Therese Raquin, Theatre Royal Bath, review: 'Highly intelligent and horribly compelling'

Alison Steadman is transfixing as the murdered man's mother

Adapted by Helen Edmundson and directed by Jonathan Munby, this is a highly intelligent and horribly compelling stage treatment of Zola's great 1867 novel of adulterous love, murder, and then the mutual disgust and psychological disintegration that ensue as the water-logged deed haunts and consumes the errant couple. 

The glorious Pippa Nixon delivers a performance perfectly pitched to the production's propulsive, light-on-its-casters blend of the realist and the expressionist. 

Initially, she's a blue-gowned, flightless bird caged in a sexless marriage to a hypochondriac mummy's boy (Hugh Skinner). 

Then her husband's hot-as-all-hell friend (a Lawrentianly charismatic Kieran Bews)  infiltrates more than their tight little circle of friends,whose fussy stifling routines are wittily captured by a fine group of actors led by Desmond Barrit.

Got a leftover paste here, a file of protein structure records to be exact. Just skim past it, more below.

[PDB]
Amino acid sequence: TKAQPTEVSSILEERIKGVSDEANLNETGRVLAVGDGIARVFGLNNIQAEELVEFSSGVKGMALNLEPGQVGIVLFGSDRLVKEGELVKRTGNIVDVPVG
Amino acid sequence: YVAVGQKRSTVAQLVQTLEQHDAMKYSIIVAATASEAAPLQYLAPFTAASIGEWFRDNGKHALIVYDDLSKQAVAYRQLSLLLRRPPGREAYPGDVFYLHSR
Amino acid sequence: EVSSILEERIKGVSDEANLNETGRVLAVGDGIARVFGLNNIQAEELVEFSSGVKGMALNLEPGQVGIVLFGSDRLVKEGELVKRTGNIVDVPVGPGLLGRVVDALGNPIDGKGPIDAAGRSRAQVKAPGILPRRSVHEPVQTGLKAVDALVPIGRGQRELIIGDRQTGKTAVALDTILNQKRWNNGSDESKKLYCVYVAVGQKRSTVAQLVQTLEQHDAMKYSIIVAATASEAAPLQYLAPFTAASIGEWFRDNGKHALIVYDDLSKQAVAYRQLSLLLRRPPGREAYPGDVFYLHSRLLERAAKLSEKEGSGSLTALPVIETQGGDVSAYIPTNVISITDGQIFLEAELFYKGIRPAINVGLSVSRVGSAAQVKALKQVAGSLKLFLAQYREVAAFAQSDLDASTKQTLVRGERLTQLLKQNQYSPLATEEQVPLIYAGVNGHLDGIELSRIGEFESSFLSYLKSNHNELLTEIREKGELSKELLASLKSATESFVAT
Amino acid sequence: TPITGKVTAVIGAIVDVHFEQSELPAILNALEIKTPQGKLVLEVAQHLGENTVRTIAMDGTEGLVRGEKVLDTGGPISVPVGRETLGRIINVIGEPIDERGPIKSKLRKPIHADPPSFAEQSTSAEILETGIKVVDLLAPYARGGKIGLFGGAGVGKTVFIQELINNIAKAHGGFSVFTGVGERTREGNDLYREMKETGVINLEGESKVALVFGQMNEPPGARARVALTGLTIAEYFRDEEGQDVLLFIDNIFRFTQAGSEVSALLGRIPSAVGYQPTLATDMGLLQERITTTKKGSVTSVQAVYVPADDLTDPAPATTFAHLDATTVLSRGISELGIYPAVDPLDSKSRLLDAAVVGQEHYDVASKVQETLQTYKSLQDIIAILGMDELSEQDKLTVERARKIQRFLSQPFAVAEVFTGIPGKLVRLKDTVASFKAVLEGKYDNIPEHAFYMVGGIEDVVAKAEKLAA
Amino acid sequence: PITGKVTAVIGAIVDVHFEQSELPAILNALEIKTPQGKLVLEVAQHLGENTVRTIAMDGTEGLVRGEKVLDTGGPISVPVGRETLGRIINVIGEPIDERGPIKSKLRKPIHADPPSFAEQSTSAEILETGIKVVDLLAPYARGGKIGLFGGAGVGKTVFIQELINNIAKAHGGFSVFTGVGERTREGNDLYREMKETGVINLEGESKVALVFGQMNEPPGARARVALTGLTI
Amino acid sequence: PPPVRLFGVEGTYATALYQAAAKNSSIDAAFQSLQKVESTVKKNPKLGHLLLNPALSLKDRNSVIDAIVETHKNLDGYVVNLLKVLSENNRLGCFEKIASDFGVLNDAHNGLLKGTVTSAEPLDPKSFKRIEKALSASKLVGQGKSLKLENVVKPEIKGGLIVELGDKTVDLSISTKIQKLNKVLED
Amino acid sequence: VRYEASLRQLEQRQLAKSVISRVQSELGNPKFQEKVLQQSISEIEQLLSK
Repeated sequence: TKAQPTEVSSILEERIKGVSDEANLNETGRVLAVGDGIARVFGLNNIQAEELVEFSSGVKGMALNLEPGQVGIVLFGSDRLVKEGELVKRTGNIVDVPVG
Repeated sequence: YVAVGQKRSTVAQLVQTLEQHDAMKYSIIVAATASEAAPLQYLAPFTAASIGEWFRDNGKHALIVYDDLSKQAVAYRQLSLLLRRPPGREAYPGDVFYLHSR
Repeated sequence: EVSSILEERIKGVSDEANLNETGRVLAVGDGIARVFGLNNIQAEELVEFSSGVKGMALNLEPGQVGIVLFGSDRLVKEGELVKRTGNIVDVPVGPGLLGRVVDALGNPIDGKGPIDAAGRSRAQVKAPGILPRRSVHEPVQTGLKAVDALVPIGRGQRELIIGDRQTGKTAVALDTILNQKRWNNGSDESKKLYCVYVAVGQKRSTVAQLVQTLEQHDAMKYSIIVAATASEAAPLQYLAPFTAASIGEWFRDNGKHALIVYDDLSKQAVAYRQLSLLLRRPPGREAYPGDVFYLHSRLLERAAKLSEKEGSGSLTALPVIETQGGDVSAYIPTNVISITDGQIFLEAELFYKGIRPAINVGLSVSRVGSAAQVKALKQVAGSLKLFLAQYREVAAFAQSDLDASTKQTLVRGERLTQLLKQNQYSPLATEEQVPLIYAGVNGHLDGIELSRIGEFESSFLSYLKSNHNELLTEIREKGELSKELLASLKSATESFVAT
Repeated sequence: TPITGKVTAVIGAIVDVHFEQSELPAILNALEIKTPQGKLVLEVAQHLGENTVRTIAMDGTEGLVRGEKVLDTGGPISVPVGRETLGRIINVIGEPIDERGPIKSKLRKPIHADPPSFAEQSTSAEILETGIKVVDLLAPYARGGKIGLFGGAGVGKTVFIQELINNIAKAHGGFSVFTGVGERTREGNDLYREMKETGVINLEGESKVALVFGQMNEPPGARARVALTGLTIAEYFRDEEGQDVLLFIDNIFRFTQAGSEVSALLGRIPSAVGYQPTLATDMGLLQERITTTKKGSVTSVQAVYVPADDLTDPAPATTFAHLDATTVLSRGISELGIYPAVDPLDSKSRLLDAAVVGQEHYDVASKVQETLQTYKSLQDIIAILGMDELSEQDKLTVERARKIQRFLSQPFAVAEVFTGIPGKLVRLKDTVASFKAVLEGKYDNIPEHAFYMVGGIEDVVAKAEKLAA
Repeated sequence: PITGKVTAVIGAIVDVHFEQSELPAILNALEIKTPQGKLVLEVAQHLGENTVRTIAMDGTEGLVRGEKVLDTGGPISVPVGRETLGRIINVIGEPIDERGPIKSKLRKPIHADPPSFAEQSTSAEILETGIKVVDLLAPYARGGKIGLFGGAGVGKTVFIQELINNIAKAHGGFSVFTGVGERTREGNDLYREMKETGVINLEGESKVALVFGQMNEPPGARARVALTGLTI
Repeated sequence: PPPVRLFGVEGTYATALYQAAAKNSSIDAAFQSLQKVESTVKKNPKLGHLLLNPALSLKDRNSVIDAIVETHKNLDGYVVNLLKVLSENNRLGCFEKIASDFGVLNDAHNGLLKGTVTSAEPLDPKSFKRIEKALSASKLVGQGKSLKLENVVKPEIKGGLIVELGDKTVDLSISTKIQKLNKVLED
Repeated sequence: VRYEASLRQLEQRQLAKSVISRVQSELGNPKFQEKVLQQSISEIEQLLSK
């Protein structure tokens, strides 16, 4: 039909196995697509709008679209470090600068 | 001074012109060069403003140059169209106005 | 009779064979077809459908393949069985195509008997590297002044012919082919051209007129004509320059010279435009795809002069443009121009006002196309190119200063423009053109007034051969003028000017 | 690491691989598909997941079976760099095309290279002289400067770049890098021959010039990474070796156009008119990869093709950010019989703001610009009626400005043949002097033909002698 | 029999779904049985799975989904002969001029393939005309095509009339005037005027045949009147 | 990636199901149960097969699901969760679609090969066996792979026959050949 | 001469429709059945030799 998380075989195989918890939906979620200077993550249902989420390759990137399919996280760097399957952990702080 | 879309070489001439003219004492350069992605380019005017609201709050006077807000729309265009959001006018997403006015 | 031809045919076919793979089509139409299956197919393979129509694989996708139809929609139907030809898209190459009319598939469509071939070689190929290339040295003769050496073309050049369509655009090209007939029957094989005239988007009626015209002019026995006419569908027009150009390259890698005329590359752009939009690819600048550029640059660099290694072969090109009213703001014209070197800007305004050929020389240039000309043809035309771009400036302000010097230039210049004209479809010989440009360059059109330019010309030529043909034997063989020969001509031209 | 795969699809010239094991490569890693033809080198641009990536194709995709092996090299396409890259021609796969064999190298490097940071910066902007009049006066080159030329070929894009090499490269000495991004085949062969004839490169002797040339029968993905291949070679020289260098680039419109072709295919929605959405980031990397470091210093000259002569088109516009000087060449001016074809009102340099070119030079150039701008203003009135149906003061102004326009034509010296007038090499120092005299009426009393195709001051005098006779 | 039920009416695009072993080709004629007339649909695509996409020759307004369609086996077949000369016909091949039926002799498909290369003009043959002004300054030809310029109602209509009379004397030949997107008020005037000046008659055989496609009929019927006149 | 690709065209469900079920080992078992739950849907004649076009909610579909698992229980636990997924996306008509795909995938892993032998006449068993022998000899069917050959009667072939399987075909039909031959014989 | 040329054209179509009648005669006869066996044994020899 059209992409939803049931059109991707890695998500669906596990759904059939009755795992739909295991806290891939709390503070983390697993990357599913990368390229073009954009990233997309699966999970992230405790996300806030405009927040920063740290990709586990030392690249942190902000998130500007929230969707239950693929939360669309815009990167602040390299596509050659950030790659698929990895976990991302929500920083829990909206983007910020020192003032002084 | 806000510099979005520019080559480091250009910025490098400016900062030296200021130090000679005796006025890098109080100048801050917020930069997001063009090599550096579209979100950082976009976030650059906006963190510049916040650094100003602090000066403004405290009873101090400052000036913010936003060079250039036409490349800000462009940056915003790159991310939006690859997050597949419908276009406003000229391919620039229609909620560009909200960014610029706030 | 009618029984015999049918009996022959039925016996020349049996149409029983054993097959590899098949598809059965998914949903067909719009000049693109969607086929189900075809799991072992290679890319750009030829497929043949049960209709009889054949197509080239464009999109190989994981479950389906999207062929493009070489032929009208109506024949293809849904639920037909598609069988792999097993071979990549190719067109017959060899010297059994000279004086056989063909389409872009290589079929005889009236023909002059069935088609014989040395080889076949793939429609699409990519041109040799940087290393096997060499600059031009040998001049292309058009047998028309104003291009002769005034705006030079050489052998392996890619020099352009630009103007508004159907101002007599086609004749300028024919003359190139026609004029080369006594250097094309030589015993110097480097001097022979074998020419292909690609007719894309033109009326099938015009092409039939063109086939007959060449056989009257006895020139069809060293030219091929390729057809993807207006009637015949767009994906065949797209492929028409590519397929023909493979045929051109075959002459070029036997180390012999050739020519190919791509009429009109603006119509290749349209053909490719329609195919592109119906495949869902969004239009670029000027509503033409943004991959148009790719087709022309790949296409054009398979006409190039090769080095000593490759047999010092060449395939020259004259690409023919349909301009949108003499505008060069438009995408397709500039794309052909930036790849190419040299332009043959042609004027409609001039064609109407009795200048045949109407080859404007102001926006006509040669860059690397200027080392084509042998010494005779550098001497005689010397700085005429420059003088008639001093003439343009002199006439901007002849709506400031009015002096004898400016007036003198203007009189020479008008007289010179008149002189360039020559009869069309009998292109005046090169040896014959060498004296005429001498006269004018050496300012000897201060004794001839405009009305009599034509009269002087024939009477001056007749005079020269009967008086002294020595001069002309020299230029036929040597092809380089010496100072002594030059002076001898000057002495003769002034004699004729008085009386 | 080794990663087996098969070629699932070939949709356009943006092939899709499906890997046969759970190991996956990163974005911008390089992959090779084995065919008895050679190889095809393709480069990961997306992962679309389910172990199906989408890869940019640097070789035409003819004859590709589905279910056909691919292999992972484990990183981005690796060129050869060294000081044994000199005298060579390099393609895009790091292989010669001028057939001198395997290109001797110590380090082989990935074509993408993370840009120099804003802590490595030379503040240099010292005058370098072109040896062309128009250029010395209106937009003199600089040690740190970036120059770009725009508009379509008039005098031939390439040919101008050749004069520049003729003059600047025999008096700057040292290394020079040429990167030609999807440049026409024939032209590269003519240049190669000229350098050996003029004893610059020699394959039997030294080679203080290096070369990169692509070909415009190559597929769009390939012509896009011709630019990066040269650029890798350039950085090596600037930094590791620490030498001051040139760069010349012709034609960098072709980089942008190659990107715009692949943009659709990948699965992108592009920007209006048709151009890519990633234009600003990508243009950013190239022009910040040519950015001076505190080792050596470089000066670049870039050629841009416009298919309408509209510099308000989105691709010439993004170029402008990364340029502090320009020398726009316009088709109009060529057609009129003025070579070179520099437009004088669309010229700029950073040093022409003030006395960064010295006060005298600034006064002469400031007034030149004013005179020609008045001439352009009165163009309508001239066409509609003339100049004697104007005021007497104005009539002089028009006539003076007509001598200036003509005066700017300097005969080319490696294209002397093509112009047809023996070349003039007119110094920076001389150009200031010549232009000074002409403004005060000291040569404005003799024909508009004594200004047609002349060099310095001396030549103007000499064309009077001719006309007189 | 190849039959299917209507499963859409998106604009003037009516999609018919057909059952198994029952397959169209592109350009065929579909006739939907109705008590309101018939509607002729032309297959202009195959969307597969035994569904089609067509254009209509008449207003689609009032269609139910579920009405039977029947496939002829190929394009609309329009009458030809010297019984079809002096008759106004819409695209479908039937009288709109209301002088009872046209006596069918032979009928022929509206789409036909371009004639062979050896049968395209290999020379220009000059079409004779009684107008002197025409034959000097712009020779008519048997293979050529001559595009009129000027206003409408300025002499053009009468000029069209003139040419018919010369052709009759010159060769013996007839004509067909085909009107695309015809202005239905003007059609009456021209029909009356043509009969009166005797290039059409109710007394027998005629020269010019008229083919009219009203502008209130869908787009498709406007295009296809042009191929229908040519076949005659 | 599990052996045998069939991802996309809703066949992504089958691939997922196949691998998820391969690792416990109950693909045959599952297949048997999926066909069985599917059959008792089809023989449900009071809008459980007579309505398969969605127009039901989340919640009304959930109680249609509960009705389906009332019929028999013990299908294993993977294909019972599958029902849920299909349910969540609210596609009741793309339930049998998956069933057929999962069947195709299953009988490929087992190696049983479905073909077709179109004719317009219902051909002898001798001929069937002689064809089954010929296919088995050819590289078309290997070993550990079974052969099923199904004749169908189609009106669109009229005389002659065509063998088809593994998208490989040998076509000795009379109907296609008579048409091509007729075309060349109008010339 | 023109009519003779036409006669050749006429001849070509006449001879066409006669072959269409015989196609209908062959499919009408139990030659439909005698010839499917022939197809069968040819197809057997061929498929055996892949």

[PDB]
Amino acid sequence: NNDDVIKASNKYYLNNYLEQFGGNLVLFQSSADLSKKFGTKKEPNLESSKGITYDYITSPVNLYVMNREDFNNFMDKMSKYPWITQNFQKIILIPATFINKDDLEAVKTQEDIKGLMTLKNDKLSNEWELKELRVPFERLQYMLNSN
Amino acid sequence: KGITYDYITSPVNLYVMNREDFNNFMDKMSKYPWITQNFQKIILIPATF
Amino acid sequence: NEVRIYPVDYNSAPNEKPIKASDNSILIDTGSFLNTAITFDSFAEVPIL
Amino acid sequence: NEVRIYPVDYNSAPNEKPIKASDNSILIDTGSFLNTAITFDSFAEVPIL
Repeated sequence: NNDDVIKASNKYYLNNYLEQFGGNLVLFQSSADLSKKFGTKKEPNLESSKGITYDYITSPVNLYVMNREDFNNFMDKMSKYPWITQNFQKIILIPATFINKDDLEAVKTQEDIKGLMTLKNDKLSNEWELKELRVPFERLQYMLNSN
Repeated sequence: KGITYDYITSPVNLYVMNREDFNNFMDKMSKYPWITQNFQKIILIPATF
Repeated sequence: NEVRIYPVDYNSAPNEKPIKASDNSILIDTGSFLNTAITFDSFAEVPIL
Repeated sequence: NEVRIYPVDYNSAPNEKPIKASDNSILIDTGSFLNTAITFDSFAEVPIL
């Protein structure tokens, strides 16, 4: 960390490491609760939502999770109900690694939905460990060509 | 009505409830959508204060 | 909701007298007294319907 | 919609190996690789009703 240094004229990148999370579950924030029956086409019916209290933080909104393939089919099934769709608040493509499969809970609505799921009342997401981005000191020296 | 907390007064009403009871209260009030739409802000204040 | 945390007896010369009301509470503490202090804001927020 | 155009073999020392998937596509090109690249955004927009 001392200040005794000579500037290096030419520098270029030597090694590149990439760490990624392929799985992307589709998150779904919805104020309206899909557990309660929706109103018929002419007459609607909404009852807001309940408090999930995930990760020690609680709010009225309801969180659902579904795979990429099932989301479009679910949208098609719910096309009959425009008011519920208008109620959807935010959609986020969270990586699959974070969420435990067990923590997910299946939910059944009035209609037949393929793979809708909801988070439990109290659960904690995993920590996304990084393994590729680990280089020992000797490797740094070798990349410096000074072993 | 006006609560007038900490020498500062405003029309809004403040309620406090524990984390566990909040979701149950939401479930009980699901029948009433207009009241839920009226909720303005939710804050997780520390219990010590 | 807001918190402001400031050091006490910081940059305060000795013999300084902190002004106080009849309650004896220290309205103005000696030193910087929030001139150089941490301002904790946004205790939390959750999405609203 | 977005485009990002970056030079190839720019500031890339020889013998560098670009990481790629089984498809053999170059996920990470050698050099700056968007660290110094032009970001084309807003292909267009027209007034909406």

The explosive erotic release between Therese and Laurent is depicted as a many-angled ballet of rapturous rutting abandon, graphic but not gratuitous. 

I shan't give away how and why their subsequent marriage is dread-inducingly joyless, except to say that is not carried out in the clinical manner of Zola who treats the job as like dissecting a corpse. 

Alison Steadman is transfixing as the murdered man's mother. She's paralysed by a stroke brought on by the shock. Only her eyes work and they are forced to witness horrors of hypocrisy before they are eventually and disturbingly gratified.